A Spanish company called Vortex Bladeless has come up with bladeless wind turbine technology that seeks to provide more energy for less, and address the criticisms aimed at traditional wind farms - particularly where wildlife is concerned.
With blades that spin at speeds of more than 320 km/h (200 miles/hour), wind turbines haven't been the best news for the birds that live around them. While for the most part, the damage is fairly minimal, one wind farm in particular, Altamont Pass in California, US, has drawn the ire of local residents because of the 1,300 birds of prey - including eagles, falcons, hawks - that are killed each year as they try to migrate through it.
And keeping all those heavy blades spinning that fast indefinitely? Well, it's no easy task, and certainly not cheap, energy-wise. According to Vortex Bladeless, just by ditching the blades - and all moving parts, in fact - they will save around 40 percent of the energy cost of regular wind turbines, largely by cutting down on maintenance costs. "Since the Vortex doesn't have moving parts or gears, it should last longer and it won't require periodic lubrication," Dante D'Orazio from The Verge reports. "The simpler design also means that manufacturing costs are about half that of a traditional wind turbine."
D'Orazio adds that the bladeless turbines are estimated to harvest approximately 30 percent less energy, but because they're basically just sticks now, you can cram a whole lot more of them into the space of a regular wind turbine. Plus these things are completely silent, so no one can claim instances of wind turbine syndrome, where the sub-sonic noise generated by traditional wind turbines is blamed for everything from headaches and dizziness to sleepiness and depression.
So how do they work, exactly? Just like traditional wind turbines, the bladeless variety still needs to capture kinetic energy and convert it to electricity, but instead of using a blade, it uses a phenomenon known as vorticity, which produces a series of spinning vortices in the surrounding air. The team at Vortex Bladeless designed their 2.7-metre-high 'cones' specifically so that these vortices would accumulate simultaneously all the way up their length. Liz Stinson explains at Wired:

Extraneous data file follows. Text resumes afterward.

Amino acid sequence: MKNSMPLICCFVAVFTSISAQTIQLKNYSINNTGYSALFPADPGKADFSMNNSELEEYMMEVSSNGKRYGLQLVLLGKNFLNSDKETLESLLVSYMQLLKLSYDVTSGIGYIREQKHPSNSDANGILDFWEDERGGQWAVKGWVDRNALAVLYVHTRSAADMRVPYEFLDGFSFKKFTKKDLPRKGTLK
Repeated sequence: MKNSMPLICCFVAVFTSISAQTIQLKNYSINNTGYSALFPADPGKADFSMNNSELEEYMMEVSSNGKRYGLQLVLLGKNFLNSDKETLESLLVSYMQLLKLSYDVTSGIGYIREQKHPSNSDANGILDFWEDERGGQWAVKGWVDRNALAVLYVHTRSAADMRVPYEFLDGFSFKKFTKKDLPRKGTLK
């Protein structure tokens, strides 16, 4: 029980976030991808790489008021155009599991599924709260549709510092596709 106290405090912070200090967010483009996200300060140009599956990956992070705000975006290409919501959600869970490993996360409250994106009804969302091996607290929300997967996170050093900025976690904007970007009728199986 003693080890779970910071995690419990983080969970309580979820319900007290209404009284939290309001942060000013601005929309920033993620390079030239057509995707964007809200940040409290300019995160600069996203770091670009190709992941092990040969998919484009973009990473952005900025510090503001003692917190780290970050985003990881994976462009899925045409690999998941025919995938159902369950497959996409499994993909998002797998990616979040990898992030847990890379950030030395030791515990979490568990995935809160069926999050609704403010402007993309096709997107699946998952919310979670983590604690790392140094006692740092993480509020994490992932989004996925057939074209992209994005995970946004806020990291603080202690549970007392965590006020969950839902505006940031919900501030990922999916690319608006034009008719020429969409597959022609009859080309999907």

"In its current prototype, the elongated cone is made from a composite of fibreglass and carbon fibre, which allows the mast to vibrate as much as possible (an increase in mass reduces natural frequency). At the base of the cone are two rings of repelling magnets, which act as a sort of nonelectrical motor. When the cone oscillates one way, the repelling magnets pull it in the other direction, like a slight nudge to boost the mast's movement regardless of wind speed."
The kinetic energy that's generated from all this movement is then converted into useable electricity using an electrical generator called an alternator.
Vortex Bladeless have already raised over $1 million in funding, and hope to gather more from investors in the US. They're planning on installing their first prototype by the end of the year.